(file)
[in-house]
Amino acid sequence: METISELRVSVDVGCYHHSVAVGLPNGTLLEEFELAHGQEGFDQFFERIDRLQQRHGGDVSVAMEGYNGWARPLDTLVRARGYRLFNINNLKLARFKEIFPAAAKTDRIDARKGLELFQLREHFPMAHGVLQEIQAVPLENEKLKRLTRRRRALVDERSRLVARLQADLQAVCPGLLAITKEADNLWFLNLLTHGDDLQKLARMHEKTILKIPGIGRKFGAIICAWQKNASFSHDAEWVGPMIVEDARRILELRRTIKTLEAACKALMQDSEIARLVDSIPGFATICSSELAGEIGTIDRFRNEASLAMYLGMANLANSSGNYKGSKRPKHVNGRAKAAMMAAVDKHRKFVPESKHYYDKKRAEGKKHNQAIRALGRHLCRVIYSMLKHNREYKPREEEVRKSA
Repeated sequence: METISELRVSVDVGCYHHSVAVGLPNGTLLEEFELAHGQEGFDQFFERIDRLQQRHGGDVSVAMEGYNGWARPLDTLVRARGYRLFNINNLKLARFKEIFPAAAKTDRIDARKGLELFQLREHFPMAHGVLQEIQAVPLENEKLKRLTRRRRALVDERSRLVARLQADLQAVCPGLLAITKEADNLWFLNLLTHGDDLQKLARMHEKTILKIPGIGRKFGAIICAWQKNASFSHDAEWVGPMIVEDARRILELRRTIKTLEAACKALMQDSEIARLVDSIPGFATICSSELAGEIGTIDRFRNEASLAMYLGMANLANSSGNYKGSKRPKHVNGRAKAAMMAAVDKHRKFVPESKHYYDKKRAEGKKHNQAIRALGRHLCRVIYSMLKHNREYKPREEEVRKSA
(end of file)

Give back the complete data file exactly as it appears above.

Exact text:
[in-house]
Amino acid sequence: METISELRVSVDVGCYHHSVAVGLPNGTLLEEFELAHGQEGFDQFFERIDRLQQRHGGDVSVAMEGYNGWARPLDTLVRARGYRLFNINNLKLARFKEIFPAAAKTDRIDARKGLELFQLREHFPMAHGVLQEIQAVPLENEKLKRLTRRRRALVDERSRLVARLQADLQAVCPGLLAITKEADNLWFLNLLTHGDDLQKLARMHEKTILKIPGIGRKFGAIICAWQKNASFSHDAEWVGPMIVEDARRILELRRTIKTLEAACKALMQDSEIARLVDSIPGFATICSSELAGEIGTIDRFRNEASLAMYLGMANLANSSGNYKGSKRPKHVNGRAKAAMMAAVDKHRKFVPESKHYYDKKRAEGKKHNQAIRALGRHLCRVIYSMLKHNREYKPREEEVRKSA
Repeated sequence: METISELRVSVDVGCYHHSVAVGLPNGTLLEEFELAHGQEGFDQFFERIDRLQQRHGGDVSVAMEGYNGWARPLDTLVRARGYRLFNINNLKLARFKEIFPAAAKTDRIDARKGLELFQLREHFPMAHGVLQEIQAVPLENEKLKRLTRRRRALVDERSRLVARLQADLQAVCPGLLAITKEADNLWFLNLLTHGDDLQKLARMHEKTILKIPGIGRKFGAIICAWQKNASFSHDAEWVGPMIVEDARRILELRRTIKTLEAACKALMQDSEIARLVDSIPGFATICSSELAGEIGTIDRFRNEASLAMYLGMANLANSSGNYKGSKRPKHVNGRAKAAMMAAVDKHRKFVPESKHYYDKKRAEGKKHNQAIRALGRHLCRVIYSMLKHNREYKPREEEVRKSA